When you’re buying wine or even spirits, there’s an implicit (marketable) sense of regionality: terroir, indigenous product, supportive local culture. But what about beer? Does “local”—or locality—matter?
Per the 1516 Reinheitsgebot, German beer purity law, beer is a mix of water, hops, and barley (they added yeast later), typically brewed in a sterilized environment (meaning no ambient microbes; wild fermentation is another story, where locality very much does matter). Assuming a brewer gathers the right ingredients to produce a particular beer, he or she could brew it anywhere.
But does that matter? That seems to be an increasingly important question. Witness the class action lawsuit against Anheuser-Busch InBev for hiding the fact that Beck’s—a “German pilsner”—is actually brewed in St. Louis. Americans especially seem to be sticklers for that regional stamp of authenticity: Guinness that’s shipped to Asia is brewed in Malaysia; Guinness that’s imported to the States is brewed in Ireland. As Tom Shellhammer, Professor of Fermentation Science at Oregon State, told The Wall Street Journal, it’s a preoccupation with “provenance.”
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Which is to say, the intangible, and increasing, value of identity, hyper-local production, which has become the prime capital of food and drink brands all over the country. It gets even more complex in the world of craft beer, where production jumped 18% in 2014 alone. The requirements for craft beer are muddled, but “local” seems to be gently suggested (and, like any grassroots concept, celebrated on T-shirts). Yet the question remains, does local matter in beer?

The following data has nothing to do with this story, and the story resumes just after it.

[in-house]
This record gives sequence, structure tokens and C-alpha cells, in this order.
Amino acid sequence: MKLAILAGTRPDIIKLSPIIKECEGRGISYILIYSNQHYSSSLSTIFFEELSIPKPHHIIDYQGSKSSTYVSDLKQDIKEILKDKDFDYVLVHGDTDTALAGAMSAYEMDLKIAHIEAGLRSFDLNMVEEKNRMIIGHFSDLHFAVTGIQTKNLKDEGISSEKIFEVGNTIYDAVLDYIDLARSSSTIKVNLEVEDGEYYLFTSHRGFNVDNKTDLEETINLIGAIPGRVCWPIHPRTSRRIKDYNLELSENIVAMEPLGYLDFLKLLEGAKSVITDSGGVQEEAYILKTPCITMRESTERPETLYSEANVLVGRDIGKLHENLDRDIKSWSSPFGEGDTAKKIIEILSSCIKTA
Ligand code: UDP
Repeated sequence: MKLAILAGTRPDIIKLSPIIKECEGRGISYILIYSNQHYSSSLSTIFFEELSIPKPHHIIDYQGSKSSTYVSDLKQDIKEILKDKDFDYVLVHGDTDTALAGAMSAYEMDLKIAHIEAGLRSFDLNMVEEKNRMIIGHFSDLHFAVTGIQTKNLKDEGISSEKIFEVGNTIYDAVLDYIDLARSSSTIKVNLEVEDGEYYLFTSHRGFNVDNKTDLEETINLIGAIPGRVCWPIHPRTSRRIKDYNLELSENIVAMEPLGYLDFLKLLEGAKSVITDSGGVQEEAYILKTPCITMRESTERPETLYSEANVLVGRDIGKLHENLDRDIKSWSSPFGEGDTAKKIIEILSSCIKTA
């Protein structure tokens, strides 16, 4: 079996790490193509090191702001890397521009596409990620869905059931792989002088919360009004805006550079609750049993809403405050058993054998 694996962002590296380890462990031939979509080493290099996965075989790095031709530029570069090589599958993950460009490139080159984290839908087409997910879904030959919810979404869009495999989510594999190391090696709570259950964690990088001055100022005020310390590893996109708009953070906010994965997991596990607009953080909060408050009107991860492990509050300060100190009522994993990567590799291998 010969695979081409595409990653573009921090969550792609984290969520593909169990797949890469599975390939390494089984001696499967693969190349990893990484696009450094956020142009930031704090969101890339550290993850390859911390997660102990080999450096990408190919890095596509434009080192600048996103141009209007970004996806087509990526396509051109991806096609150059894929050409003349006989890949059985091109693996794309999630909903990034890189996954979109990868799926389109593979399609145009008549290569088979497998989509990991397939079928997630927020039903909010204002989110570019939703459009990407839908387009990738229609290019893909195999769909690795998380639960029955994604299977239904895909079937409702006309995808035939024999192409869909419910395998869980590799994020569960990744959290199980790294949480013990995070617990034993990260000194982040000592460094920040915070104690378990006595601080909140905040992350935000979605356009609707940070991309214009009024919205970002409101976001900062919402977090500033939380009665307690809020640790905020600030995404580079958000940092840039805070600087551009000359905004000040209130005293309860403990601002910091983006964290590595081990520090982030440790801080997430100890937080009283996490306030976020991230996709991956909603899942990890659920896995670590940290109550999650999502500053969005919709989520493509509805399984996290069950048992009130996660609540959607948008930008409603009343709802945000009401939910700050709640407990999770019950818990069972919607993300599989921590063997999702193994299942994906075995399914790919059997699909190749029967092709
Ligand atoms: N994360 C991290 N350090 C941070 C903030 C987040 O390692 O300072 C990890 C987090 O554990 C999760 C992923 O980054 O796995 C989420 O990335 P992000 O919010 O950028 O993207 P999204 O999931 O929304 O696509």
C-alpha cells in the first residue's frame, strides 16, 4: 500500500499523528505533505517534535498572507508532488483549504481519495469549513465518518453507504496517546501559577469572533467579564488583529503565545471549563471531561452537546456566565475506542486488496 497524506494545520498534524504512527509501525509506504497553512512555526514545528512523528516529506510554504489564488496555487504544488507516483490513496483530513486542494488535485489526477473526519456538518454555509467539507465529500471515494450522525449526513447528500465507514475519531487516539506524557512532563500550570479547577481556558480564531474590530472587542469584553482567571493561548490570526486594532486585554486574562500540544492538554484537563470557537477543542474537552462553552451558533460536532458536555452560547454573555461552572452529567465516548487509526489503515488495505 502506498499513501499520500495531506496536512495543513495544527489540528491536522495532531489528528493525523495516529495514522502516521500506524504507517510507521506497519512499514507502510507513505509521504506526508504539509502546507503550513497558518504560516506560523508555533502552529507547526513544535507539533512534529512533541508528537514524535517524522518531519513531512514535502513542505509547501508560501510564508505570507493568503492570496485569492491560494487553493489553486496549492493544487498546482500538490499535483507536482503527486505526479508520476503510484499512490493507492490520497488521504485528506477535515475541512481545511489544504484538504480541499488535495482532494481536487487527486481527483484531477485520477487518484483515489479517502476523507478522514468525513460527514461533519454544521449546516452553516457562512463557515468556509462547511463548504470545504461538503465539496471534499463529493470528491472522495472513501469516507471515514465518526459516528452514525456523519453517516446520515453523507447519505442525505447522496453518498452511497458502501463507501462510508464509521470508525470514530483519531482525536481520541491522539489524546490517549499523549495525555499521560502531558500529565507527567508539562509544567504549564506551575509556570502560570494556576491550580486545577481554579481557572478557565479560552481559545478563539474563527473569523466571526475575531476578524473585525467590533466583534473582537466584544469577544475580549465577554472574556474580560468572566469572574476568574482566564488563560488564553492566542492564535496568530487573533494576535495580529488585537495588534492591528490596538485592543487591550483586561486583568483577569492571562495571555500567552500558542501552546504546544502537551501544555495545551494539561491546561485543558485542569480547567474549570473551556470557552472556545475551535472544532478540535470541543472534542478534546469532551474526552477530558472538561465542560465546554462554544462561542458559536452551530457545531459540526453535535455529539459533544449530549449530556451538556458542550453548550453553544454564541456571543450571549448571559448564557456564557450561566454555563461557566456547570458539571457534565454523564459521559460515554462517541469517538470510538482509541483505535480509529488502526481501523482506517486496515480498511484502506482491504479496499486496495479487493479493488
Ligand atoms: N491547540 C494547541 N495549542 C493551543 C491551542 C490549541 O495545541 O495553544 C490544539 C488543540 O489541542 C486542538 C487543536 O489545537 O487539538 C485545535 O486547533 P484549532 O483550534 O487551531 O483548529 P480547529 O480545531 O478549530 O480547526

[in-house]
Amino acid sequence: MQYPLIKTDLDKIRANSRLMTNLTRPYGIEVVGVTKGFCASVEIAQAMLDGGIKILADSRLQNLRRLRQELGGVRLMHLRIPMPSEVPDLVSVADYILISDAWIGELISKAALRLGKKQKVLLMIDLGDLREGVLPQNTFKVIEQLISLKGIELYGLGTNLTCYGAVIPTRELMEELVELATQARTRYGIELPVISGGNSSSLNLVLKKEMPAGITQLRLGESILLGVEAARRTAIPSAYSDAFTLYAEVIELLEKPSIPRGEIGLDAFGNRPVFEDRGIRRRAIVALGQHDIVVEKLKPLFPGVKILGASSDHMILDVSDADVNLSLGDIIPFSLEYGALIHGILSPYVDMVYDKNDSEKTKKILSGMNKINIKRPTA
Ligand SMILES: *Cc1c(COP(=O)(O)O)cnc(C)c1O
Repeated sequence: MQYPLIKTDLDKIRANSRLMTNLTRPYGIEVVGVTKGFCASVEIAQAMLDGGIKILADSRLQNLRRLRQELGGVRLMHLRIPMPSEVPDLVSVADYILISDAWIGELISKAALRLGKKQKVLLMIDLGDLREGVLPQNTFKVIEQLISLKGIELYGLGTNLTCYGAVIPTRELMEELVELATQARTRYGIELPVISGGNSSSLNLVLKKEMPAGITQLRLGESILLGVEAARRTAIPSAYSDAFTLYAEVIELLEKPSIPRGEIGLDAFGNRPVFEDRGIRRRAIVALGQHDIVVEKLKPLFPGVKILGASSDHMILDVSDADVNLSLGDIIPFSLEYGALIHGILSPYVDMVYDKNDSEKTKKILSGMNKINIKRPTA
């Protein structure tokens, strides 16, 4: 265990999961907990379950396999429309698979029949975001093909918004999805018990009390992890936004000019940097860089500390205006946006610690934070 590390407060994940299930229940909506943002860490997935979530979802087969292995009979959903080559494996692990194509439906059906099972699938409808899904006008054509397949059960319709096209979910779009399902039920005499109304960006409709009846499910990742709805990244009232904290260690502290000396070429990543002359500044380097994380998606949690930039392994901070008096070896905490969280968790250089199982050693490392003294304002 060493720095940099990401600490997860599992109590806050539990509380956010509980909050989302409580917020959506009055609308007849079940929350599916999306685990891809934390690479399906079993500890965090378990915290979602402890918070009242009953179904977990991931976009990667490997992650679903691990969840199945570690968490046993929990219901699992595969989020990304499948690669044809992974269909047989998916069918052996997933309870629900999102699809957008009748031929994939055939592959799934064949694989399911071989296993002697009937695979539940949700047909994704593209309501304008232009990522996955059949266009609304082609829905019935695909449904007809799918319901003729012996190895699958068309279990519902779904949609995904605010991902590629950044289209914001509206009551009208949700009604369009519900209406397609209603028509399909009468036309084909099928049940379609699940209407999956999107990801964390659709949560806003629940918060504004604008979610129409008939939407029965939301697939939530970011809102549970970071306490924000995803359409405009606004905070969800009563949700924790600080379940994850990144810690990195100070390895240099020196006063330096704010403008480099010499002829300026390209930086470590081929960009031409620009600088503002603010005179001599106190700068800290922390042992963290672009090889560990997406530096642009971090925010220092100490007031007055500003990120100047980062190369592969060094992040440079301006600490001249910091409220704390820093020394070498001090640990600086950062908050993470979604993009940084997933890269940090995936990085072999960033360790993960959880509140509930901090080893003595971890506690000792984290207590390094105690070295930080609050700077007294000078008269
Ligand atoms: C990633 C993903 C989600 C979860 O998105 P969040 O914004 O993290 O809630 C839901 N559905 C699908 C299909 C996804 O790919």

Yes and no, or at least those seem to be the conclusions so far. There’s some evidence that place impacts the quality and character of hops, water, even grain. In 1991, monks who produced Chimay Blanche in one abbey in southern Belgium ran out of production space, so they sent their supplies to another abbey in Holland. Rather than rely on Chimay’s fully-equipped ability to chemically reproduce the water around the Abbaye Notre-Dame de Scourmount, they shipped the water itself.
And then there’s the hard water in Burton-on-Trent, so famous there’s actually a process called “burtonizing,” an effort to recreate that water around the world by manipulating the ions in a brewery’s water supply (the result is good bitterness, as found in an English IPA).
Hops as well are thoroughly known to thrive (or not) from region to region, but the differences may come down to a matter of miles. A study done during the 2010 hop harvest in the Willamette Valley found that Cascade hops grown on farms just miles apart had different oil concentrations (essential oils are central to imparting hop flavor). No surprise in the (delightfully) overcrowded craft market, there are recent pushes to produce beers with 100% local hops, another way to stand out from the crowd. Breweries like Rogue are going so far as to create an entirely local, farm-produced line, complete with a manifesto on what they call “dirtoir.”
Beyond the scientifically measured oil or ion contents at play, there is some romance to locality in beer. As Spoetzl Brewery brewmaster Jimmy Mauric told Draft Magazine, there’s a reason they brew in Shiner, Texas. “You can duplicate the water chemically, but it’s like a seasoned pot: Most people have a favorite frying pan that just makes everything taste better.”
Despite the romance, it’s incredibly hard to make an entirely “local” beer, not just because many ingredients in beer production—from oak barrels to isinglass (fish bladder used for clarification)—don’t come locally. If a craft brewery is even a bit successful, it almost immediately encounters the finicky problem of growth (a conundrum for “craft” breweries in several ways, just ask Sam Adams). In 2012, Cigar City Brewing Co. outgrew its ability to meet its demand, outsourcing some of that production to facilities like Brew Hub, a massive contract brewery outfit with locations in Florida and St. Louis. The practice of so-called “contract brewing” seems to negate claims of local—and stirs up plenty of controversy in the beer world—but in a sense it’s the only way many of the smallest outfits in a given region can actually continue to produce.
Do we really ask the little guys to die an honorable, local death or live to slake our thirst another day? That’s a question we can’t quite answer for you. It depends on what matters most to you when you take a sip.